Naxal Insurgency War in India


Indian Prime Minister Manmohan Singh on Wednesday held a strategy meeting with chief ministers of Maoist-affected states where it was agreed that the four worst-affected states would set up a unified command to tackle the rebels.”The unified command will be created in Chhattisgarh, Orrisa, Jharkhand and West Bengal while more helicopters will be deployed for logistical support, supplies and evacuation in Naxal-affected areas,” federal Home Minister P Chidambaram told reporters after the meeting.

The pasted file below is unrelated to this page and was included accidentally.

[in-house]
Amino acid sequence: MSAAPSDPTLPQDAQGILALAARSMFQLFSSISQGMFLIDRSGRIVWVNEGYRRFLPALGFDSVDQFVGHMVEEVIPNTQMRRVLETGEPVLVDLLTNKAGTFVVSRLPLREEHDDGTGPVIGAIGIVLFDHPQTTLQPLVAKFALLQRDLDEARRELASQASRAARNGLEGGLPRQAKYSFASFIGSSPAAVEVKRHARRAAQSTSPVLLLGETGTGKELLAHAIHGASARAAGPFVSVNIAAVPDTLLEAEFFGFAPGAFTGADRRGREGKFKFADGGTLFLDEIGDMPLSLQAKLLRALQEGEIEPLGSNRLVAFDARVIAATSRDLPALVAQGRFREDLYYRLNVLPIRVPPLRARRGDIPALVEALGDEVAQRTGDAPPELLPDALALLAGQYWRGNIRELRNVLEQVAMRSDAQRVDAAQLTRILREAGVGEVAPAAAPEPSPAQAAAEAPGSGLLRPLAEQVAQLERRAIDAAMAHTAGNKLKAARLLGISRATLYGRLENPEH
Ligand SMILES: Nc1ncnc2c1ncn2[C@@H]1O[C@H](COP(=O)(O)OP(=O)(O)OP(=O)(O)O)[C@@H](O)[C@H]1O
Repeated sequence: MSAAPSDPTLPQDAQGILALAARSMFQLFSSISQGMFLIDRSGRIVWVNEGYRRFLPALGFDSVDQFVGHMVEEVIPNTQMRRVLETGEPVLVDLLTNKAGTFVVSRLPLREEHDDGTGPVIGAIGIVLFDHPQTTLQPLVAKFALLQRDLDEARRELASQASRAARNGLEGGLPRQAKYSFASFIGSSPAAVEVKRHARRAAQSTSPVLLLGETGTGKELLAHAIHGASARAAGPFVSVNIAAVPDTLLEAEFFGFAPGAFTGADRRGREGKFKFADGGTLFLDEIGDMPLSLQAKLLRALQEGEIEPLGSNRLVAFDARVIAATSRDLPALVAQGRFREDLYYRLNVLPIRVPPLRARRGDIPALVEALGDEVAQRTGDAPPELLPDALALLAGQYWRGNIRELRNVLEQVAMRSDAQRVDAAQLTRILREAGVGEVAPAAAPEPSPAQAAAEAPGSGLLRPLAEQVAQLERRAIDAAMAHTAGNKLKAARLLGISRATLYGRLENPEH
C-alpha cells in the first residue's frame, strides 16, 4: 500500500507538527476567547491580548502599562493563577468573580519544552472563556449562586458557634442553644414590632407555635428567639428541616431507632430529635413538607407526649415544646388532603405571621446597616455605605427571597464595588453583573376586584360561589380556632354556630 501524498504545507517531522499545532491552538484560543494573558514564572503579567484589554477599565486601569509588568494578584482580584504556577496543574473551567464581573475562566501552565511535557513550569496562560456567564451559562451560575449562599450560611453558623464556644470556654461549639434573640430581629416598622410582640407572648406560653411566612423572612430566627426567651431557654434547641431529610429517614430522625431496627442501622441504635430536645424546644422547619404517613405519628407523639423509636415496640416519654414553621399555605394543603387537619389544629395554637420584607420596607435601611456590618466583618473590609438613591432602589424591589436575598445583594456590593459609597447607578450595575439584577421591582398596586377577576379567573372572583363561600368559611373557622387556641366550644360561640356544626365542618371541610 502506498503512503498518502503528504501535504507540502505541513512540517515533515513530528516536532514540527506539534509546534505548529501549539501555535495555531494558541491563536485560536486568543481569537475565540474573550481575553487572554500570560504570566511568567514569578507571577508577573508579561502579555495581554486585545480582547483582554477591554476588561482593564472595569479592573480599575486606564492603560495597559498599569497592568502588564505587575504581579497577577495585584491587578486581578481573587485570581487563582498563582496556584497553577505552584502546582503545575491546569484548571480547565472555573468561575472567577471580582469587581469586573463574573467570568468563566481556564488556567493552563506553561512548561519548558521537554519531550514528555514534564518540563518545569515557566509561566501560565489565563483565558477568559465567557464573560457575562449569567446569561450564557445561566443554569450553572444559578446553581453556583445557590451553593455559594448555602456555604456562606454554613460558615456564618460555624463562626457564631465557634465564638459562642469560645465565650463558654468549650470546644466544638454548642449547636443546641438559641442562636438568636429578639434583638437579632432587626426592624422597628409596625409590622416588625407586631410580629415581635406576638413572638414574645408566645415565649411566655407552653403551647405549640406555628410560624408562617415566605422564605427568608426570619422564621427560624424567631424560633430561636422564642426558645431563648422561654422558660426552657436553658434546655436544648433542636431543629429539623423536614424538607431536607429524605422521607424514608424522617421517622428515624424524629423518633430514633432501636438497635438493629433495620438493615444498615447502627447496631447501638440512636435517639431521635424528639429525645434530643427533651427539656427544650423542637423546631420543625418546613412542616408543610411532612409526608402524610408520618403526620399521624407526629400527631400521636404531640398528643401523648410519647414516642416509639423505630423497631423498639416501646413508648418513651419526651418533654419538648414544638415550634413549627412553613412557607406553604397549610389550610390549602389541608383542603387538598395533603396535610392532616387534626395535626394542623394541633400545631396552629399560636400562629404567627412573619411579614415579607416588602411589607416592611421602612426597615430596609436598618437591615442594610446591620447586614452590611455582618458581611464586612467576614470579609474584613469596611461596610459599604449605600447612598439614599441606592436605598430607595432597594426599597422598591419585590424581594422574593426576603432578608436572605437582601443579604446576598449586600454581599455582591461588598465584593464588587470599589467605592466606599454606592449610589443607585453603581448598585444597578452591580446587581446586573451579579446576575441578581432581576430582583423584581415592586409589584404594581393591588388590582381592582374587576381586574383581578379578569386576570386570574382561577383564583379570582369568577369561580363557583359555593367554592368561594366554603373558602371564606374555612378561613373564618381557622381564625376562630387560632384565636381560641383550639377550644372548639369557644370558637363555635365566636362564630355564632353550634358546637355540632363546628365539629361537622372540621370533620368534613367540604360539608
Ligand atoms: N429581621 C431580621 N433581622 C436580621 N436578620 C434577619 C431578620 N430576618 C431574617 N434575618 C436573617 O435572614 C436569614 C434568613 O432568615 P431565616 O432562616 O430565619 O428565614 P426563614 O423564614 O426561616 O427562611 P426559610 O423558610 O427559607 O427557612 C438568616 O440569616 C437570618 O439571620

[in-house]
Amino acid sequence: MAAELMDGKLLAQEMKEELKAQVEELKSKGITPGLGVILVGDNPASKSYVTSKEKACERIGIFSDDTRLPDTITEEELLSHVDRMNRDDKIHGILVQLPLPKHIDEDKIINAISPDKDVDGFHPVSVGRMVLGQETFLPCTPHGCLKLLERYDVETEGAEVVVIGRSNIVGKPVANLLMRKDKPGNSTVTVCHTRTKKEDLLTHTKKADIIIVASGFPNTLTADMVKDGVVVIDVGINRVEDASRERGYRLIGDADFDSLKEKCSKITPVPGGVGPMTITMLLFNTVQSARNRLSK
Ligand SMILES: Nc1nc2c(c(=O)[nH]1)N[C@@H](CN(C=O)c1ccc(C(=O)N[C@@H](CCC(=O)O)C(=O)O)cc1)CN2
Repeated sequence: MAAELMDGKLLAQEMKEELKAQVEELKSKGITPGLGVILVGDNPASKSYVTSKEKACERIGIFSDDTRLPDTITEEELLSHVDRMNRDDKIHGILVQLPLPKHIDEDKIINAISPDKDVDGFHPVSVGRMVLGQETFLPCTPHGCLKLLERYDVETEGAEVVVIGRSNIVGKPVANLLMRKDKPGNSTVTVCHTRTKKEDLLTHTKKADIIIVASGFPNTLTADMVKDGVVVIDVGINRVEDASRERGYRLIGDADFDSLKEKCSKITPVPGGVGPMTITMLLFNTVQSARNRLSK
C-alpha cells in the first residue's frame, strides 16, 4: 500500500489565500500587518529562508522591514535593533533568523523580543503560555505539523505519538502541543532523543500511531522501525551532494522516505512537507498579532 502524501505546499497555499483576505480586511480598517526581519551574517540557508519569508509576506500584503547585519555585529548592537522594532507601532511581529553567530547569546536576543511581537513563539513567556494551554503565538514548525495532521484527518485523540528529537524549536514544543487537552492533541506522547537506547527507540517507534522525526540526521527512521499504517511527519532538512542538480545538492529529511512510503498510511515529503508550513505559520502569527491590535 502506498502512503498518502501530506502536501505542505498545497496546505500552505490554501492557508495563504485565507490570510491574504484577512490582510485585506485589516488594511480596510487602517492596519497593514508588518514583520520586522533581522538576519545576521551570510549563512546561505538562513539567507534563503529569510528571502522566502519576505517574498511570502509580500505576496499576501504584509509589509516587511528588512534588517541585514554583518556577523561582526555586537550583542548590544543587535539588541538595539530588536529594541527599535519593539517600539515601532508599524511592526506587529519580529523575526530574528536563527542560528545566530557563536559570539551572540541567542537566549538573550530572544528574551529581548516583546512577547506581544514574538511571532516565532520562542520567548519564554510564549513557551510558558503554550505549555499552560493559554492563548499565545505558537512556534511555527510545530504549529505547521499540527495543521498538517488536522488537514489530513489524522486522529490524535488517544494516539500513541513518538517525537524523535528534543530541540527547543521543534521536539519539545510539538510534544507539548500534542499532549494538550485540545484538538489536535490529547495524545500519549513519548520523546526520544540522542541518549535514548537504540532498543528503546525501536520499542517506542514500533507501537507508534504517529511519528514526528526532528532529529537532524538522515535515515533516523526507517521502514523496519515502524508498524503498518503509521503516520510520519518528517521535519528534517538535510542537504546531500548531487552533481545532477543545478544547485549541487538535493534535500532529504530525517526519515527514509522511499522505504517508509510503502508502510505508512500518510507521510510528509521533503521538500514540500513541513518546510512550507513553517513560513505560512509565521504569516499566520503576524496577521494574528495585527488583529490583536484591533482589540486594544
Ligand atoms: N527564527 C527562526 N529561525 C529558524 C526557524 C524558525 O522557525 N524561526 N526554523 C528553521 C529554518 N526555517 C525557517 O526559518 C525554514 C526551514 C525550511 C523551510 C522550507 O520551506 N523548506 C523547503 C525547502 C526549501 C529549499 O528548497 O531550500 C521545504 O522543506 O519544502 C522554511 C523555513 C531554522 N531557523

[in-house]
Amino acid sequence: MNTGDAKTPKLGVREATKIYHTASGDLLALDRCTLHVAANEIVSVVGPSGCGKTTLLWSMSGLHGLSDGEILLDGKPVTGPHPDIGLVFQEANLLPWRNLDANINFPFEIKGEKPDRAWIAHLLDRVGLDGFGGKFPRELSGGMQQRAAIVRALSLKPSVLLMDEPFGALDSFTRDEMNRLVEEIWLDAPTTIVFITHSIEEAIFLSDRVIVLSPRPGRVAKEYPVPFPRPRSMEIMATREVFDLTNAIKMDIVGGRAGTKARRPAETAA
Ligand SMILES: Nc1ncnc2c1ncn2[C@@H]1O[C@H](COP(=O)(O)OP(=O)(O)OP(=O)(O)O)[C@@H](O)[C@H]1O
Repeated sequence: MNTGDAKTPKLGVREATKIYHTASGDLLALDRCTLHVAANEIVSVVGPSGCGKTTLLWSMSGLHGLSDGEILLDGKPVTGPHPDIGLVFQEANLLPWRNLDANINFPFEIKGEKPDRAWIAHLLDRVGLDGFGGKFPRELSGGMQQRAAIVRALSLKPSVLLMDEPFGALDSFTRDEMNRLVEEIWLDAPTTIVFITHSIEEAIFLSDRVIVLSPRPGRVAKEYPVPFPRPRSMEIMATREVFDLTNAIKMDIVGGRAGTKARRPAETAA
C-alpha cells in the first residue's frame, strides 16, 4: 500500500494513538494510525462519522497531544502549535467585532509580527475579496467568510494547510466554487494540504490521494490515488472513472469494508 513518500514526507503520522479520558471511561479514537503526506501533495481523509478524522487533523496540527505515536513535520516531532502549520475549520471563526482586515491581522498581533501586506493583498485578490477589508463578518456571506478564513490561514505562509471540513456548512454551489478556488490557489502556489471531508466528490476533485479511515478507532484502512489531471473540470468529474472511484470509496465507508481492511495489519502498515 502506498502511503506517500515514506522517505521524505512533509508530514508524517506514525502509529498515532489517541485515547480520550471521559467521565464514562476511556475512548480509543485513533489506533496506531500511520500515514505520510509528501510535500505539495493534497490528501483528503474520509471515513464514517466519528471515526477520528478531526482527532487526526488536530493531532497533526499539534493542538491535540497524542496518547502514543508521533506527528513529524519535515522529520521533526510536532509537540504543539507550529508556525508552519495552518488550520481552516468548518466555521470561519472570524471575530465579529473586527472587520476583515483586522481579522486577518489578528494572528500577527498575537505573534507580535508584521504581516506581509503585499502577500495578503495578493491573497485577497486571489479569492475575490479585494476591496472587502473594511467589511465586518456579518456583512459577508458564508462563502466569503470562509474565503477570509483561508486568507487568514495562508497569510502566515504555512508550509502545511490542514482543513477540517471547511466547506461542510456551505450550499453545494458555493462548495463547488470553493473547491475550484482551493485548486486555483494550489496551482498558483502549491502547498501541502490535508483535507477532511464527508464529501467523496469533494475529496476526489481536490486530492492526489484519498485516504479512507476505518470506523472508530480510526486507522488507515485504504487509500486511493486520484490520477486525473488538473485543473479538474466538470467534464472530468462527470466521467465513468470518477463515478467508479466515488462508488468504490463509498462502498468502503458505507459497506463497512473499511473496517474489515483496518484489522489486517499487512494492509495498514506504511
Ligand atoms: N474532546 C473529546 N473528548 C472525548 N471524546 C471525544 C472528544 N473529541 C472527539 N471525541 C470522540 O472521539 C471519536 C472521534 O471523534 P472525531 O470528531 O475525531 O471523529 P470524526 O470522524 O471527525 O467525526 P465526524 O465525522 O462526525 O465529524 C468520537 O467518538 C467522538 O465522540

India’s Maoist rebels are known as Naxals after the Naxalbari area in West Bengal where their movement originated in the 1960s.The meeting also cleared a proposal by the federal government to establish or strengthen 400 police stations in the affected areas over a period of two years at a cost of 8 billion rupees (about 171 million dollars).Chidambaram said the unified command was aimed at better coordination among the police, paramilitary and intelligence agencies. A retired army general could be included in the command, he added.In his opening comments at the meeting, the home minister said there were 1,103 incidents of Maoist violence from January to June, in which 631 people – including civilians, security forces and rebels – were killed.”While 97 extremists were killed and 1,341 apprehended, 209 members of the security forces also lost their lives,” Chidambaram said.An average of 500 civilians were killed every year from 2004 to 2009 and many of them accused by the rebels of having been “police informers,” Chidambaram said.Of the 325 civilians killed in 2010, the Maoist rebels named 142 as police informers.More than one third of India’s 626 administrative districts, are affected by the insurgency, which Singh described as the greatest internal security threat facing India. The rebels claim they are fighting for the rights of tribal, landless and poor people and are active in some of the country’s poorest districts.Chidambaram said the government would continue with its two-pronged strategy of development and police action which, he admitted, had met with mixed results so far.The government also decided to set up a group to modify and oversee development plans for Maoist-affected areas. India’s Planning Commission was considering a development plan for these areas focusing on road infrastructure, primary education, health care and the provision of drinking water.The chief ministers of Orissa, Chhattisgarh, Maharashtra, Andhra Pradesh and Bihar; the governor of Jharkhand; and a minister from West Bengal attended the meeting at the prime minister’s residence in New Delhi.There was divided opinion on engaging the Maoists in talks, NDTV reported, citing sources. While Bihar Chief Minister Nitish Kumar argued that an integrated approach was required because the Maoists were a part of society and attacks made heroes out of them, Chhattisgarh Chief Minister Raman Singh said there should be no talks until they put down their arms.

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